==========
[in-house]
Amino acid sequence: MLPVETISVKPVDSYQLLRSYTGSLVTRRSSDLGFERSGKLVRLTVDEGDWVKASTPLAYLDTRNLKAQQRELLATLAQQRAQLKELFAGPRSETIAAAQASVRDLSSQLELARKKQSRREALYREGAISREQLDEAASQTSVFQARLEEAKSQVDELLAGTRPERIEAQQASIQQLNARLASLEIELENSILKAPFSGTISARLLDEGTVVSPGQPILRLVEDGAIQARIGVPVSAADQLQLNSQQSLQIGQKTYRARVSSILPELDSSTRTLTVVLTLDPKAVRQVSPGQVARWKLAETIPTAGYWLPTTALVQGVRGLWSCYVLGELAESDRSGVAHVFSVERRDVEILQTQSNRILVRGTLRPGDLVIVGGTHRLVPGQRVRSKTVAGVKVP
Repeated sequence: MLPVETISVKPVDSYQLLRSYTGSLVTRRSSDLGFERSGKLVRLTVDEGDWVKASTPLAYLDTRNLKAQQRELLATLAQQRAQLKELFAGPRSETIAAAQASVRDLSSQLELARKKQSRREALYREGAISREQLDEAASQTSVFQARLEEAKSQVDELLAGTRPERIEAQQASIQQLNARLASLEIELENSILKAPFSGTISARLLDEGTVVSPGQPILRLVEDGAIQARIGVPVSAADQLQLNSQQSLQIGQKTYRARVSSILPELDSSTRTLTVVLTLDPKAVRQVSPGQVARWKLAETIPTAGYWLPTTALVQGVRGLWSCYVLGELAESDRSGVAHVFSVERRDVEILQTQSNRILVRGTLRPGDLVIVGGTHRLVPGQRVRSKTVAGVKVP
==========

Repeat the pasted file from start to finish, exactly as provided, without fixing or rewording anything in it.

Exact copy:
[in-house]
Amino acid sequence: MLPVETISVKPVDSYQLLRSYTGSLVTRRSSDLGFERSGKLVRLTVDEGDWVKASTPLAYLDTRNLKAQQRELLATLAQQRAQLKELFAGPRSETIAAAQASVRDLSSQLELARKKQSRREALYREGAISREQLDEAASQTSVFQARLEEAKSQVDELLAGTRPERIEAQQASIQQLNARLASLEIELENSILKAPFSGTISARLLDEGTVVSPGQPILRLVEDGAIQARIGVPVSAADQLQLNSQQSLQIGQKTYRARVSSILPELDSSTRTLTVVLTLDPKAVRQVSPGQVARWKLAETIPTAGYWLPTTALVQGVRGLWSCYVLGELAESDRSGVAHVFSVERRDVEILQTQSNRILVRGTLRPGDLVIVGGTHRLVPGQRVRSKTVAGVKVP
Repeated sequence: MLPVETISVKPVDSYQLLRSYTGSLVTRRSSDLGFERSGKLVRLTVDEGDWVKASTPLAYLDTRNLKAQQRELLATLAQQRAQLKELFAGPRSETIAAAQASVRDLSSQLELARKKQSRREALYREGAISREQLDEAASQTSVFQARLEEAKSQVDELLAGTRPERIEAQQASIQQLNARLASLEIELENSILKAPFSGTISARLLDEGTVVSPGQPILRLVEDGAIQARIGVPVSAADQLQLNSQQSLQIGQKTYRARVSSILPELDSSTRTLTVVLTLDPKAVRQVSPGQVARWKLAETIPTAGYWLPTTALVQGVRGLWSCYVLGELAESDRSGVAHVFSVERRDVEILQTQSNRILVRGTLRPGDLVIVGGTHRLVPGQRVRSKTVAGVKVP